The Limassol Carnival is the oldest and most popular folk festivity in Limassol but also across Cyprus. Throughout the centuries the tradition of the Apokries - the Carnival festive season - was celebrated across the island, but the festivities local to Limassol grew in scope so much that in time they became an integral part of the town's identity and culture.
According to Georgios Taliadoros Templar, a journalist and carnival chronicler, "No other town can quite compete with Limassol where the carnival is concerned. Attempts to compete with Limassol have all resulted in resounding failures, and so the carnival has become our very own prerogative, and that is why people from all over Cyprusgather in our town to celebrate the cheerful days of the carnival.
An article by Nicos D. Angeloudis is likewise instructive on the character of the people of Limassol and their propensity for partying, fun and the Carnival: "No town in our island can surpass Limassol in the celebration of the Carnival. This is because Limassolians have passed down from generation to generation their celebratory mood, and Limassolians today remain just as enthusiastic and committed. Especially at night, Limassolians, immaculately garbed, go out on the town, they party, drink and dance, that is to say, revelry is in their blood. However, the partying reaches a peak during the Carnival festivities, which quite correctly have come to be called 'the Limassol Festivity'.
Main characteristics of the carnival
To this day, the Carnival remains a strong urban and family tradition for the people of Limassol, a tradition handed down from one generation to the next. The main characteristics of the Carnival festive season are the consumption of meat and wine, satire, dancing and singing - particularly serenades - as well as the masked revellers and costumes.
Nowadays the Carnival festivities depend a great deal on private initiatives, but also on Limassol Municipality, which organises 11 days of festivities that include parades, outdoor dances, costume competitions, visual arts exhibitions, etc. As in the old days, the Carnival festive season officially starts on Shrove Tuesday. On this day the people of Limassol gather at various locations in the town's historic centre, where they celebrate the traditional season customs, such as the consumption of meat (tsiknomata in Greek), serenading, and makeshift parties. The carnival events, and the merry-making in the taverns, nightclubs and hotels, peak on the two weekends. It is on these two weekends that the children's parade as well as the main carnival parade are held, with the participation of thousands of carnival-goers, locals and foreigners.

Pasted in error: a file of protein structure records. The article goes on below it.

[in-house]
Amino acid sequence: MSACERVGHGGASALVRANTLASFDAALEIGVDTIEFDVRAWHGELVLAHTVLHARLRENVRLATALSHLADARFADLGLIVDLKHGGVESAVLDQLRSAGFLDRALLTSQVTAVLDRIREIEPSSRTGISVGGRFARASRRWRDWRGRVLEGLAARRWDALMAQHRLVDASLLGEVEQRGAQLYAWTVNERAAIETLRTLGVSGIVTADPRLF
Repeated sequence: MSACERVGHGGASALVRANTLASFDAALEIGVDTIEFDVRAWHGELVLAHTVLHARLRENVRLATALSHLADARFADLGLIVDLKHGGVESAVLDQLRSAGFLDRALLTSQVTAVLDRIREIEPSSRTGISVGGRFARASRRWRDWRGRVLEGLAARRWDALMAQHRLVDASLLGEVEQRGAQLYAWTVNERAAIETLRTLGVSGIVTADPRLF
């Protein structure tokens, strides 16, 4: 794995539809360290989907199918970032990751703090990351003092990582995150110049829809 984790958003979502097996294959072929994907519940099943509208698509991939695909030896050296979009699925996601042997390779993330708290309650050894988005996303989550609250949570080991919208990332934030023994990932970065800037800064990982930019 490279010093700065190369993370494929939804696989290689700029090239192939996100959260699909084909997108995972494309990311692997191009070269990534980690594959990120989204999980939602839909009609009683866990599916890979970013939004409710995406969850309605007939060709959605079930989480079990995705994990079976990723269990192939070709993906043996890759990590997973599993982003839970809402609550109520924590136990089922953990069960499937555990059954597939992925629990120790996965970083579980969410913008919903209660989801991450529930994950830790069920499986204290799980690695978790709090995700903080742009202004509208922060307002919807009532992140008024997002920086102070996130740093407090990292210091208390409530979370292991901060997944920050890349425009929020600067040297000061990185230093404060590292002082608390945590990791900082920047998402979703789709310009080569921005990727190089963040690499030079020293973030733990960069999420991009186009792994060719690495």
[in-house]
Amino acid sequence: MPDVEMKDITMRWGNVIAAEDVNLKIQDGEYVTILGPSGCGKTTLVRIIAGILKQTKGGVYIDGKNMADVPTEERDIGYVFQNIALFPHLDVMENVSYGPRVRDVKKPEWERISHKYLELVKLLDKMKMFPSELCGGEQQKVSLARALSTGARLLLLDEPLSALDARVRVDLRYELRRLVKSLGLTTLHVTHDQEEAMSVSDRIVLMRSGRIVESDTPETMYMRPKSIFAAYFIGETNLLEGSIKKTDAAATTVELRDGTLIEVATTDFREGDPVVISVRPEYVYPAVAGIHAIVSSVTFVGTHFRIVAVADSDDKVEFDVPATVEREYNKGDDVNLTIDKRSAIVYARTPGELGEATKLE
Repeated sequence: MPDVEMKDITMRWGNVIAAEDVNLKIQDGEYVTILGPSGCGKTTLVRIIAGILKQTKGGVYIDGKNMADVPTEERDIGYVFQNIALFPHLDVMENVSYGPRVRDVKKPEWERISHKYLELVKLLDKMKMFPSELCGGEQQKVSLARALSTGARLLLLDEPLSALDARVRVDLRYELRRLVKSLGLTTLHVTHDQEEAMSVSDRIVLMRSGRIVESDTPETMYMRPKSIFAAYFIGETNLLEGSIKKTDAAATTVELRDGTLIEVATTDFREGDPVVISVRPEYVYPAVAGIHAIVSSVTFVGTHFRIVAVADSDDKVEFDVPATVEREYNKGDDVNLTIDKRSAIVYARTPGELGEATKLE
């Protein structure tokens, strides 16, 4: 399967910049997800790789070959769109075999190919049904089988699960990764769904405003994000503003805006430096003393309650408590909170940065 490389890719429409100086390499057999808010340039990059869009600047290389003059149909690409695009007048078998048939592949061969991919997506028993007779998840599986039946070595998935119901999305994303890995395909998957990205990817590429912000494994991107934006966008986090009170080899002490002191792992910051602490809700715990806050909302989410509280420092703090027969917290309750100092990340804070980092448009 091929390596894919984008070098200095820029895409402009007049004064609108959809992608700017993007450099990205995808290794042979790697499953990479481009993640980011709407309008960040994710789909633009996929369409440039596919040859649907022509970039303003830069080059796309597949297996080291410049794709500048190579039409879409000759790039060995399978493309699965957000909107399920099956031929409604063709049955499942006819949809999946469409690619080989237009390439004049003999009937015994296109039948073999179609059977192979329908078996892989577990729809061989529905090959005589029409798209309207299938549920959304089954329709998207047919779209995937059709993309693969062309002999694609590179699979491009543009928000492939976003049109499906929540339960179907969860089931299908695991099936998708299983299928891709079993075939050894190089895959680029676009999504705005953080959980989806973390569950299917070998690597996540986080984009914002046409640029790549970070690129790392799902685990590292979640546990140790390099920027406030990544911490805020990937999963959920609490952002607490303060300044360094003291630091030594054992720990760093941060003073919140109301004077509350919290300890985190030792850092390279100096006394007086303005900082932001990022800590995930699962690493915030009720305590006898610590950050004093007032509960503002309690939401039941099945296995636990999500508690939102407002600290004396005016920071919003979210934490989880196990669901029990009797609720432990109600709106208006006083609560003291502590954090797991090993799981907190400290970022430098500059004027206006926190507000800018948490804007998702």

The ambience in Limassol during the Carnival season is best captured in a 1976 article which, half a century later, remains very topical: "Limassol is having fun. For two whole weeks, during the Carnival season, the people of Limassol do little else other than party every single day, drinking, dancing and staying up all night. During the daytime the people labour and toil, but at sundown they are transformed. The day's toils evaporate, giving way to a sense of anticipation for a night filled with crazy partying, pranks and love. Lots of fun, practical jokes, and some love-making. These, then, are the three elements which the people of Limassol live and breathe during the days of the Carnival, as they invite their friends from other towns to join the fun and leave their troubles behind.
Masquerades are inspired by a variety of themes, including historical and political events, movies and the cultures of foreign countries, mythology and folk tales. The oldest and most traditional masquerades are the so-called 'pellomaskes' - makeshift, last-minute, goofy-looking masks which people wear to conceal their identity and to draw laughter, engage in satire, and have fun. Complementing the whole carnival atmosphere are the serenaders, the hallmark of the Limassol Carnival.
The serenades and the carnival songs can be described as the musical quintessence of the Limassol Carnival. Traditionally sung by male choirs - accompanied by mandolins and guitars - they are of a particular style. It is these songs that make up what is referred to as the town's "special sound," that is, the collective manner in which the town's people express their musical identity as well as their common roots and cultural identity. At the same time, people hailing from other towns have likewise come to identify the serenades and carnival songs with the exuberant nature of the people of Limassol and with the Limassol Carnival itself.
According to the annual Carnival schedule, the serenaders take part in the merry-making taking place around noon on Shrove Tuesday. They also take part in Shrove Tuesday's night-time parade featuring the entrance of the Carnival King, as well as in the grand parade held on the last Sunday. During the rest of the festive season the serenaders take part in special outdoors serenading events held at night in the town centre.
Serenaders additionally feature in various carnival events and in visual arts exhibitions themed around the Carnival. In recent years the municipality has been organizing visits by serenaders to neighbourhoods and suburbs other than the historic town centre (Ayia Fyla, Zakaki, Ayios Ioannis, Apostolos Andreas, Limassol Marina etc.). Nevertheless, the last Saturday of the festive season is viewed as the Serenaders' night par excellence. On this night, various bands march from town hall to Diikitiriou Square, where a spontaneous party is held, with people joining the serenaders in dancing and singing.